January 6, 2015 was the first day across the country for all newly-minted congressional houses, at both the state and federal levels, to meet for the first time. Unfortunately, former whip and Republican state Senator Brandon Smith was pulled over by state police on his way to the state Senate. It was the first time this year that the Senate would be meeting, starting the new legislative section.
The police officer clocked Senator Smith going 20 miles over the speed limit. For those unaware, that is considered reckless driving and can potentially lead to the stripping of one’s driver’s license. The officer also conducted a breathalyzer on the Senator, who then blew above the legal limit and was taken into custody.
The Senator, who is obviously guilty of drunk driving, decided that rather than face the penalties for breaking the law would do everything in his power to circumvent the law. Citing from the State Constitution, Senator Smith believes that all charges should be dropped. Section 43 of the Kentucky State Constitution states:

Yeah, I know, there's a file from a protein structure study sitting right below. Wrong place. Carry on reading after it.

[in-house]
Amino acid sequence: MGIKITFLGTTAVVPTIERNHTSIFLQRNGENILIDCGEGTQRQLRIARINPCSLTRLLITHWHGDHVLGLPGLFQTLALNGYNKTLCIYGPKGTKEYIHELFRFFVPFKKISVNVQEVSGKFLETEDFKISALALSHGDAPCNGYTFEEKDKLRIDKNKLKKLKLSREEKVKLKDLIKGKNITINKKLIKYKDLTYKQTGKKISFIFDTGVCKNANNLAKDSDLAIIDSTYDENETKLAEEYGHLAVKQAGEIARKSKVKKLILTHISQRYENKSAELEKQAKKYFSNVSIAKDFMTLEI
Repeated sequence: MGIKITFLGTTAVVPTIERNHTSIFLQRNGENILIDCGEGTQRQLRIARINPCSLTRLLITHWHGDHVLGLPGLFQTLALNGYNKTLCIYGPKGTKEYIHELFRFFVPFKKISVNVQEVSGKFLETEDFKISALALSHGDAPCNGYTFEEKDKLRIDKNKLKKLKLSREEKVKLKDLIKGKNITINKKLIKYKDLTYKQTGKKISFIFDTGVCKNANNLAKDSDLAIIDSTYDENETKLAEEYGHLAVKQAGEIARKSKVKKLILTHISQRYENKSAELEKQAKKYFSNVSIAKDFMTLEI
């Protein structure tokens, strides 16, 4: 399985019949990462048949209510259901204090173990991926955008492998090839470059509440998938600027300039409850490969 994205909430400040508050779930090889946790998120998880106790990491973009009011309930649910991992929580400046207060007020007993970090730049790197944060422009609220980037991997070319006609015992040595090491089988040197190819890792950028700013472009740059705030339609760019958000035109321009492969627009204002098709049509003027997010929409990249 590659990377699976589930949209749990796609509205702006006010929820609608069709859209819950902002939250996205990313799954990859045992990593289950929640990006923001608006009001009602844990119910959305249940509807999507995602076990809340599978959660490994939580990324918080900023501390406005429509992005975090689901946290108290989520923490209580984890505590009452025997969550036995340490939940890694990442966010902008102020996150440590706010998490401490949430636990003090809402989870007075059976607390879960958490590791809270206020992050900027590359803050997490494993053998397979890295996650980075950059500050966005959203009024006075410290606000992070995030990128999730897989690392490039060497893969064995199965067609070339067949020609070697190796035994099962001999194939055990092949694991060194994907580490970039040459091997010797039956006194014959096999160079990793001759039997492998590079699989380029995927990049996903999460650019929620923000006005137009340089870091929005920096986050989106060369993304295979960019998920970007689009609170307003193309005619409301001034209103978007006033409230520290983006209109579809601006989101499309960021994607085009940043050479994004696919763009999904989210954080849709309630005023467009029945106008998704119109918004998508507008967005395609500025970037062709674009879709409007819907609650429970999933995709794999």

The members of the General Assembly shall, in all cases except treason, felony, breach or surety of the peace, be privileged from arrest during their attendance on the sessions of their respective Houses, and in going to and returning from the same; and for any speech or debate in either House they shall not be questioned in any other place.
This particular section of the State Constitution was added in 1891, although it seems Kentucky Senators at that time saw themselves above the law as well. Two of the Senators who helped push that legislation into law were, oddly, both murderers who shot and killed political rivals. Another of the Senators who was involved with that legislation was a Confederate officer during the Civil War. So it looks like Senator Brandon Smith is in good company.
While, this is perhaps one of the dumbest legal arguments I have seen come across a courtroom, there is the possibility that it could prevail due to the way our wonderful justice system works.
Mothers Against Drunk Driving, or M.A.D.D., had something to say about the issue:
He should be held accountable no matter what job he has.
I couldn’t agree more. Watch the video below to learn more.
H/T WKYT | Featured Image Kentucky State Police/Kentucky State Senate